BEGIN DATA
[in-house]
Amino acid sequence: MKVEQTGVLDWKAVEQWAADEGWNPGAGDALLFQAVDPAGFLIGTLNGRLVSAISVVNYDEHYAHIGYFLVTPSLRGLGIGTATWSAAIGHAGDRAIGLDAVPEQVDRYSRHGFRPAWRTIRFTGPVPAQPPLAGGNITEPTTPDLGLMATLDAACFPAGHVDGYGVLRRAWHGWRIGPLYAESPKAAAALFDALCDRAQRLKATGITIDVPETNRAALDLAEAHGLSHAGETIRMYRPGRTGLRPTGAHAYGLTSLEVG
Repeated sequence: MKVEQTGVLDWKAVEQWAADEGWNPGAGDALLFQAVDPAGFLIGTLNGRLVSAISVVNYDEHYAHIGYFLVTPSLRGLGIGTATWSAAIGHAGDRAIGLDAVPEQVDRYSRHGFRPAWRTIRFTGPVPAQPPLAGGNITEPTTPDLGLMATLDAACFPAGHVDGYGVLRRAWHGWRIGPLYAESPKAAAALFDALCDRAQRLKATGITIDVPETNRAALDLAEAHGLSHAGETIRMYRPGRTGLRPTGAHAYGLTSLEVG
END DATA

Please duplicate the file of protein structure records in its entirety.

[in-house]
Amino acid sequence: MKVEQTGVLDWKAVEQWAADEGWNPGAGDALLFQAVDPAGFLIGTLNGRLVSAISVVNYDEHYAHIGYFLVTPSLRGLGIGTATWSAAIGHAGDRAIGLDAVPEQVDRYSRHGFRPAWRTIRFTGPVPAQPPLAGGNITEPTTPDLGLMATLDAACFPAGHVDGYGVLRRAWHGWRIGPLYAESPKAAAALFDALCDRAQRLKATGITIDVPETNRAALDLAEAHGLSHAGETIRMYRPGRTGLRPTGAHAYGLTSLEVG
Repeated sequence: MKVEQTGVLDWKAVEQWAADEGWNPGAGDALLFQAVDPAGFLIGTLNGRLVSAISVVNYDEHYAHIGYFLVTPSLRGLGIGTATWSAAIGHAGDRAIGLDAVPEQVDRYSRHGFRPAWRTIRFTGPVPAQPPLAGGNITEPTTPDLGLMATLDAACFPAGHVDGYGVLRRAWHGWRIGPLYAESPKAAAALFDALCDRAQRLKATGITIDVPETNRAALDLAEAHGLSHAGETIRMYRPGRTGLRPTGAHAYGLTSLEVG